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My dear unemployed communications graduate - an open letter

I must commend you on your hard work in university, I really am so proud of you - getting through mass communication, and even taking the digital media elective. However in case your lecturers omitted to tell you - most of what you learnt means nothing to the job we communications people actually do. I know how exactly how you found yourself in your current "between life phases state".
Second half of the year, and your university campus corridors were abuzz with graduate recruitment weeks. You joined your accounting and engineering friends in collecting pamphlets, but lo and behold when you read the pamphlets, the company wasn't recruiting for communications graduates at all. So what are were you supposed to do?

Unfortunately my treasure, you'll soon learn that life is always more difficult for a communications professional. How do you get around it?

A few tips

  • Timing - November, December and January are the worst times possible for approaching communications agencies for work. In the first two months they're just counting down to the festive season and don't really care about any recruitment-never mind interns, and come January, they've already found interns anyway.
  • Write a press release about yourself - this is what I advise all communications graduates to do. There are many graduates with CV's, but you need to make your CV stand out from all of the others. Write your bio as though it were going to appear on the front page of a newspaper or magazine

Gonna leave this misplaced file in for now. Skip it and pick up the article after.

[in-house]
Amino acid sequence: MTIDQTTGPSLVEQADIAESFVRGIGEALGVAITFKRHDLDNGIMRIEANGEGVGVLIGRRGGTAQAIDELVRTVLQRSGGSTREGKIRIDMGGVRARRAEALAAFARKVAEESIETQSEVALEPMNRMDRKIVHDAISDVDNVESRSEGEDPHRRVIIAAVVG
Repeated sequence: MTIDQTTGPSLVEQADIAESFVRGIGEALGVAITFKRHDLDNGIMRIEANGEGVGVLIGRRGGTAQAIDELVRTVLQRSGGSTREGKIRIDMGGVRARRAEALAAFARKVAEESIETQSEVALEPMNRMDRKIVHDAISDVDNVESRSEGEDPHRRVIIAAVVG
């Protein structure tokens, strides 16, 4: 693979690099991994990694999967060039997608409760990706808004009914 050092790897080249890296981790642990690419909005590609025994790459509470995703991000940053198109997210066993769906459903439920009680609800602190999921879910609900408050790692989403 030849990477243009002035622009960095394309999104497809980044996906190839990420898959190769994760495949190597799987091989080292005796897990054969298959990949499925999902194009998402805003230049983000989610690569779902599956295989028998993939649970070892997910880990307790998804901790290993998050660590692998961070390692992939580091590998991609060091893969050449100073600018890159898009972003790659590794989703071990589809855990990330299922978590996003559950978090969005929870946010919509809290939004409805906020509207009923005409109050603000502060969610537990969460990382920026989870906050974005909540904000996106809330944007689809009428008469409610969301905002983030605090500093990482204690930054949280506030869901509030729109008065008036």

• Become a sponge of the communications industry. Write commentaries on industry issues to companies you approach. Even suggest to the company how they can improve on a campaign you know they've done. You might be off the mark, but they'll appreciate the fact that you've at least thought about the campaign in question.
  • Use Twitter & LinkedIn. No, not to communicate with your friends about your weekend plans, but to build a reputation for yourself around communications and other related interests you may have. Follow people who are experts in the field and I promise you they'll teach you something everyday
  • Look for ways to upskill. There are free online courses on video editing, creating podcasts etc, skills which will set you apart to potential employers and also show them that you are a self-starter who is constantly trying to improve yourself - and THAT will set you apart
Finally, know that all of us went through the emotional rollercoaster of trying to find our big break. Differentiate yourself from your peers - make it a deliberate strategy and you won't go wrong.

Yours sincerely

A previously unemployed graduate

About Mbali Ndandani

Mbali Ndandani is a communications professional with experience in brand, corporate, sponsorship and CSI communications with clients such as Hyundai, Kagiso Trust, Castrol and MTN. Contact Mbali on or follow @MbaliNdandani on Twitter.
Banele Rewo
Rather begin trying to start a business, from the word go…It will work out much better in the end.
Posted on 8 Aug 2012 08:27
Wandile Nkosi
I atest, it is hard breaking into the communications industry. Thus instead of thinking of one as a graduate, rather carry your self as an expert an people will be willing to offer you a chance to show-case your skills/ knowledge. Also if you really want to make in this industry, you have to thrive on creativity, as what you learnt at varsity was just synopsis of what is expected in the industry.
Posted on 8 Aug 2012 09:51
mthokozisi ndlovu
its really hard to get an internships if you're a communication student. m also a PR and communication student and im in a process of hunting an inservice training for 2013 in order to graduate, you'll find that during recruitment week most companies need CAs or secience students.
Posted on 8 Aug 2012 14:49
Victor Sibeko